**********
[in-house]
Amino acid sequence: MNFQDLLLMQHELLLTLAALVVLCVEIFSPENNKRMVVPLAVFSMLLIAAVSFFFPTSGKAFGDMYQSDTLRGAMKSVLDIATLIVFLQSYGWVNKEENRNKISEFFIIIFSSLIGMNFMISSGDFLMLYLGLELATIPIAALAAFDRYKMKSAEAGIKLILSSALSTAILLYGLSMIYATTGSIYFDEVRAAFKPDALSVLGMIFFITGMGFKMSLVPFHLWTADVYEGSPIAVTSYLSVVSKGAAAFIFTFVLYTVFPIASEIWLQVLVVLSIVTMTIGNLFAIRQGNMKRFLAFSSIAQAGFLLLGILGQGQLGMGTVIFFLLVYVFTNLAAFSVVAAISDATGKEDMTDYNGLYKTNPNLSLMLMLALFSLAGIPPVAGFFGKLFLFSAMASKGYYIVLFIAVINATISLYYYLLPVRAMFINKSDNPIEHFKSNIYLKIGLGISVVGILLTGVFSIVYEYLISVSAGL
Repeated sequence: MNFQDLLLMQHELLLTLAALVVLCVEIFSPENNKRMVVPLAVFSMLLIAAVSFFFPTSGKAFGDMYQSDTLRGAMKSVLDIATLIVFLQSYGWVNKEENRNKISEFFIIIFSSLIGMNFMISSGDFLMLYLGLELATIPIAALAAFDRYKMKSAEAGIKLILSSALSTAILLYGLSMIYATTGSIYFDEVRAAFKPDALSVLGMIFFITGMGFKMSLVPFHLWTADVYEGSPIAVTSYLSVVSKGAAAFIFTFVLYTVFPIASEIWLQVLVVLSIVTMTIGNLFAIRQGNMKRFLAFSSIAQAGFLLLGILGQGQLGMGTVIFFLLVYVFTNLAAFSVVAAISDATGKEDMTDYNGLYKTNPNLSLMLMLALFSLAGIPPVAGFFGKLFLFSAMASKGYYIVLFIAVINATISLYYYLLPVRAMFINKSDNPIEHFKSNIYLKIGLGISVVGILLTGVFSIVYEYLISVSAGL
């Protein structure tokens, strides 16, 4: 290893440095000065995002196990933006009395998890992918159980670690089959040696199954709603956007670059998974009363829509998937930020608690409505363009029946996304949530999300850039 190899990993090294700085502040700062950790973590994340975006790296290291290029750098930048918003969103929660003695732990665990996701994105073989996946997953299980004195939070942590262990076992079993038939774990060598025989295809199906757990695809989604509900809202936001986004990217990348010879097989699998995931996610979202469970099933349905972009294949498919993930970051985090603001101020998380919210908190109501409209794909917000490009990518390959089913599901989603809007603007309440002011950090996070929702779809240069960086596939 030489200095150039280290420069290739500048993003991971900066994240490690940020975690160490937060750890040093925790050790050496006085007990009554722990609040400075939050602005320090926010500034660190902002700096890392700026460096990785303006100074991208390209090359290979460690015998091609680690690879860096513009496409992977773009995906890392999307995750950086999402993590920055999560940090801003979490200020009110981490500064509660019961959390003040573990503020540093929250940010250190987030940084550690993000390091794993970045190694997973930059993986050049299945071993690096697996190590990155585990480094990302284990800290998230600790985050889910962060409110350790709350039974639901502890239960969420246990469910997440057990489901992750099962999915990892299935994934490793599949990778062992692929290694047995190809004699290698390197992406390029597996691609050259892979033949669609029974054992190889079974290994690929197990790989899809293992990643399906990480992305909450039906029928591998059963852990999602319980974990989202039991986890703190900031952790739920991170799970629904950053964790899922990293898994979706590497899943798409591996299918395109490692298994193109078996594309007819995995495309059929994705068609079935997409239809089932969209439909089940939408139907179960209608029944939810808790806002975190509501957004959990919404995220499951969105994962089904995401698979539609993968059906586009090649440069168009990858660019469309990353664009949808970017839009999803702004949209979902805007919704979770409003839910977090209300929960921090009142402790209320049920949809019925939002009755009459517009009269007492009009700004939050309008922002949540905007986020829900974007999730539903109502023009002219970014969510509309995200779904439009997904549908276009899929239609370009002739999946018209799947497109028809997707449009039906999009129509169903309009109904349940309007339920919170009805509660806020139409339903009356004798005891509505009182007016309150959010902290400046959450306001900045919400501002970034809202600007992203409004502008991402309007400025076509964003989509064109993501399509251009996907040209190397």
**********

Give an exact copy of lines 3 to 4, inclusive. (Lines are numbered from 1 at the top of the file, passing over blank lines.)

Repeated sequence: MNFQDLLLMQHELLLTLAALVVLCVEIFSPENNKRMVVPLAVFSMLLIAAVSFFFPTSGKAFGDMYQSDTLRGAMKSVLDIATLIVFLQSYGWVNKEENRNKISEFFIIIFSSLIGMNFMISSGDFLMLYLGLELATIPIAALAAFDRYKMKSAEAGIKLILSSALSTAILLYGLSMIYATTGSIYFDEVRAAFKPDALSVLGMIFFITGMGFKMSLVPFHLWTADVYEGSPIAVTSYLSVVSKGAAAFIFTFVLYTVFPIASEIWLQVLVVLSIVTMTIGNLFAIRQGNMKRFLAFSSIAQAGFLLLGILGQGQLGMGTVIFFLLVYVFTNLAAFSVVAAISDATGKEDMTDYNGLYKTNPNLSLMLMLALFSLAGIPPVAGFFGKLFLFSAMASKGYYIVLFIAVINATISLYYYLLPVRAMFINKSDNPIEHFKSNIYLKIGLGISVVGILLTGVFSIVYEYLISVSAGL
């Protein structure tokens, strides 16, 4: 290893440095000065995002196990933006009395998890992918159980670690089959040696199954709603956007670059998974009363829509998937930020608690409505363009029946996304949530999300850039 190899990993090294700085502040700062950790973590994340975006790296290291290029750098930048918003969103929660003695732990665990996701994105073989996946997953299980004195939070942590262990076992079993038939774990060598025989295809199906757990695809989604509900809202936001986004990217990348010879097989699998995931996610979202469970099933349905972009294949498919993930970051985090603001101020998380919210908190109501409209794909917000490009990518390959089913599901989603809007603007309440002011950090996070929702779809240069960086596939 030489200095150039280290420069290739500048993003991971900066994240490690940020975690160490937060750890040093925790050790050496006085007990009554722990609040400075939050602005320090926010500034660190902002700096890392700026460096990785303006100074991208390209090359290979460690015998091609680690690879860096513009496409992977773009995906890392999307995750950086999402993590920055999560940090801003979490200020009110981490500064509660019961959390003040573990503020540093929250940010250190987030940084550690993000390091794993970045190694997973930059993986050049299945071993690096697996190590990155585990480094990302284990800290998230600790985050889910962060409110350790709350039974639901502890239960969420246990469910997440057990489901992750099962999915990892299935994934490793599949990778062992692929290694047995190809004699290698390197992406390029597996691609050259892979033949669609029974054992190889079974290994690929197990790989899809293992990643399906990480992305909450039906029928591998059963852990999602319980974990989202039991986890703190900031952790739920991170799970629904950053964790899922990293898994979706590497899943798409591996299918395109490692298994193109078996594309007819995995495309059929994705068609079935997409239809089932969209439909089940939408139907179960209608029944939810808790806002975190509501957004959990919404995220499951969105994962089904995401698979539609993968059906586009090649440069168009990858660019469309990353664009949808970017839009999803702004949209979902805007919704979770409003839910977090209300929960921090009142402790209320049920949809019925939002009755009459517009009269007492009009700004939050309008922002949540905007986020829900974007999730539903109502023009002219970014969510509309995200779904439009997904549908276009899929239609370009002739999946018209799947497109028809997707449009039906999009129509169903309009109904349940309007339920919170009805509660806020139409339903009356004798005891509505009182007016309150959010902290400046959450306001900045919400501002970034809202600007992203409004502008991402309007400025076509964003989509064109993501399509251009996907040209190397």